The terms ‚Äòcleantech’ or ‚Äògreen technologies’ have been applied to a wide array of processes, technologies, and services. Within this overall market space, there exist a number of specific target market segments such as transportation, energy development, and manufacturing, as examples. The buildings & facilities segment is a large target market segment for green technologies, given the size and projected growth around the world and opportunity to leverage a disruptive new technology & collaborative process called “Building Information Modeling”, or BIM.
The building & facility industry is undergoing radical change today, as owners are demanding more project visibility, improved risk management (scheduling & costs); and increased use of technologies that will allow for less waste, more efficient energy consumption, and ultimately lower costs over the lifecycle of the facility (from design and construction to operations).
What is Building Information Modeling (“BIM”)
The rapid (but uneven) adoption of BIM in the buildings industry has changed the way facilities are designed, constructed, and even operated. The National Institute of Building Sciences (NBIS) defines BIM as “a digital representation of physical and functional characteristics of a facility, serving as a shared knowledge resource of information”. This knowledge or database contains the ‚Äòintelligent objects” of a structure; not just lines and arcs typically associated with traditional CAD or drawing tools. As such, BIM can represent multiple, dynamic, and collaborative views of information such as spatial data (3D), un-structured data (text), and structured data (databases, spreadsheets), as well as new views including scheduling and cost information (termed ‚Äò4D’ and ‚Äò5D’, respectively).
This type of technology, with its associated benefits of visualization, built – in intelligence, and simulation is a dramatic step forward from the current technology used for design and construction: 2D CAD (computer assisted drawings). Patrick Suermann is a Testing Team Leader for NBIMS (National Building Information Modeling Standards Committee, a part of NBIS), and has led a number of BIM deployments for the US Army Corp of Engineers (USACE). “BIM is the next evolution of CAD maps, and allows for the design of a virtual model” states Suermann.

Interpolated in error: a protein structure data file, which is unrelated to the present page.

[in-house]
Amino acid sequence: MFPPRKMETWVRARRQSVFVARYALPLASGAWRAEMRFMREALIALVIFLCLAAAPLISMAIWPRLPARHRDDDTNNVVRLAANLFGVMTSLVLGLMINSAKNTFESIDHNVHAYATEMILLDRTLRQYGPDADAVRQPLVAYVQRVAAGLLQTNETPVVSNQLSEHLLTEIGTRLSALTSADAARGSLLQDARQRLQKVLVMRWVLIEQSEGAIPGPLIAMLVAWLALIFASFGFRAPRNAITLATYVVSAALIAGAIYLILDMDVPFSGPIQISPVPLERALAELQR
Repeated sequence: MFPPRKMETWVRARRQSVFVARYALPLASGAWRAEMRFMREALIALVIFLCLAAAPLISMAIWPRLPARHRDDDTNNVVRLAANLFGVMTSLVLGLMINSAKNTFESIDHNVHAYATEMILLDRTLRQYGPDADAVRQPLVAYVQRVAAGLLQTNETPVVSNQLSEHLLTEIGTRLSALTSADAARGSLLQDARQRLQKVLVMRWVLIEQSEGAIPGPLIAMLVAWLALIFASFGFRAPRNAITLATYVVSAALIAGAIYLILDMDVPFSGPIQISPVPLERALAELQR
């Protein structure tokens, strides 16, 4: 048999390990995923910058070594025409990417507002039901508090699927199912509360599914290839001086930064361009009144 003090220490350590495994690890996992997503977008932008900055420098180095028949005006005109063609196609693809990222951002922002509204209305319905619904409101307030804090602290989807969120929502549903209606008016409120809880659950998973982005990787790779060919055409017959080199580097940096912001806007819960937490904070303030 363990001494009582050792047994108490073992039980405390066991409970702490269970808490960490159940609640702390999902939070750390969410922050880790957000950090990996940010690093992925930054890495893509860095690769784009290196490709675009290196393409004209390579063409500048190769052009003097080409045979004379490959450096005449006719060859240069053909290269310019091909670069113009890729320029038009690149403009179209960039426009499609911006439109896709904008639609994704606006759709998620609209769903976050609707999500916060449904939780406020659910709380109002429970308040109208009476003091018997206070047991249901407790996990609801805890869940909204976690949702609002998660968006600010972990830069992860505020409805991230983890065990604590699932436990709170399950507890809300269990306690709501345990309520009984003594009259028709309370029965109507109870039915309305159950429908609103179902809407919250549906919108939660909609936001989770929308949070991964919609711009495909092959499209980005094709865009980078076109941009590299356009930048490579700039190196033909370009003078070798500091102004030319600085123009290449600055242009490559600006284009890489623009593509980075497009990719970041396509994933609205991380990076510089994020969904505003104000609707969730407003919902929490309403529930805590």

Why is the BIM adoption trend important for green technology companies to understand and incorporate into their market strategies? The use of BIM (both the technology and changes in increased collaboration) allows for significant exchange of data & information by all stakeholders involved over the lifecycle of the facility: owners, architects, engineers, contractors, and operators. This information includes that associated with green technology adoption: efficiencies in energy use; increased emphasis on environmental health; and the drive to generate less waste.
BIM and GreenTech Benefits to Owners & Operators
BIM allows provides the following benefits to stakeholders, with opportunities for green technology to add value:
Risk Management: BIM may provide more visibility into projects, and allow owners to manage risk through a collaborative and inclusive process. The inclusion of green technologies allows stakeholders to collaborate as well in this process.
Materials Management: Developing bid quantities and verifying them in a BIM process allows for more efficient material use, as well as opening opportunities to use more energy efficient and environmentally friendly materials. BIM may align scheduling and material quantities for better cash flow analysis as well.